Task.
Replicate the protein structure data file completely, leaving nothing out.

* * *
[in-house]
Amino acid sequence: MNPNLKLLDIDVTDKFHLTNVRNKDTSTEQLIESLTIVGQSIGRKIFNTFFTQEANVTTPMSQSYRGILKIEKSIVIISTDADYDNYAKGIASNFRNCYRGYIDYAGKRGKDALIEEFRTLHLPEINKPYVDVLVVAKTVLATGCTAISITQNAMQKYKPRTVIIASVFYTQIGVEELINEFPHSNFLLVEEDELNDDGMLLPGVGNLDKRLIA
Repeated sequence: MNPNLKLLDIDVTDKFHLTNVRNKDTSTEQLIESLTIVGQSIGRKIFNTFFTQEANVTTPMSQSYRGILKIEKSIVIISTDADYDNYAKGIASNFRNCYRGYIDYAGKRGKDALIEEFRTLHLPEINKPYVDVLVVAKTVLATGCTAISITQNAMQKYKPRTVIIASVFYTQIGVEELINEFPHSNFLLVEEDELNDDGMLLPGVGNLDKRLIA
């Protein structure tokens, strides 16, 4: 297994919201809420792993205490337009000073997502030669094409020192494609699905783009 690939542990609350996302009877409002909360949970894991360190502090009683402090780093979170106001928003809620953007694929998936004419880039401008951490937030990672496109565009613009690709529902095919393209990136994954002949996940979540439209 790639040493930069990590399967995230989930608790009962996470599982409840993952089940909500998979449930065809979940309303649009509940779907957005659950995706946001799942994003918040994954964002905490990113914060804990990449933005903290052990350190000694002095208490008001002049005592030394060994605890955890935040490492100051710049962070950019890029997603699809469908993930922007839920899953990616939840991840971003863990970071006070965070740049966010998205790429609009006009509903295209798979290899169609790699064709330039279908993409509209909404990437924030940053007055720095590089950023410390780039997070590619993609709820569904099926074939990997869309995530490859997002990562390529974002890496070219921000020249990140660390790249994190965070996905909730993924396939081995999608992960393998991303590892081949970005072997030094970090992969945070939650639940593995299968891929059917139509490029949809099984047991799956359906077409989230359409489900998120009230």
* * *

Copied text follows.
[in-house]
Amino acid sequence: MNPNLKLLDIDVTDKFHLTNVRNKDTSTEQLIESLTIVGQSIGRKIFNTFFTQEANVTTPMSQSYRGILKIEKSIVIISTDADYDNYAKGIASNFRNCYRGYIDYAGKRGKDALIEEFRTLHLPEINKPYVDVLVVAKTVLATGCTAISITQNAMQKYKPRTVIIASVFYTQIGVEELINEFPHSNFLLVEEDELNDDGMLLPGVGNLDKRLIA
Repeated sequence: MNPNLKLLDIDVTDKFHLTNVRNKDTSTEQLIESLTIVGQSIGRKIFNTFFTQEANVTTPMSQSYRGILKIEKSIVIISTDADYDNYAKGIASNFRNCYRGYIDYAGKRGKDALIEEFRTLHLPEINKPYVDVLVVAKTVLATGCTAISITQNAMQKYKPRTVIIASVFYTQIGVEELINEFPHSNFLLVEEDELNDDGMLLPGVGNLDKRLIA
């Protein structure tokens, strides 16, 4: 297994919201809420792993205490337009000073997502030669094409020192494609699905783009 690939542990609350996302009877409002909360949970894991360190502090009683402090780093979170106001928003809620953007694929998936004419880039401008951490937030990672496109565009613009690709529902095919393209990136994954002949996940979540439209 790639040493930069990590399967995230989930608790009962996470599982409840993952089940909500998979449930065809979940309303649009509940779907957005659950995706946001799942994003918040994954964002905490990113914060804990990449933005903290052990350190000694002095208490008001002049005592030394060994605890955890935040490492100051710049962070950019890029997603699809469908993930922007839920899953990616939840991840971003863990970071006070965070740049966010998205790429609009006009509903295209798979290899169609790699064709330039279908993409509209909404990437924030940053007055720095590089950023410390780039997070590619993609709820569904099926074939990997869309995530490859997002990562390529974002890496070219921000020249990140660390790249994190965070996905909730993924396939081995999608992960393998991303590892081949970005072997030094970090992969945070939650639940593995299968891929059917139509490029949809099984047991799956359906077409989230359409489900998120009230």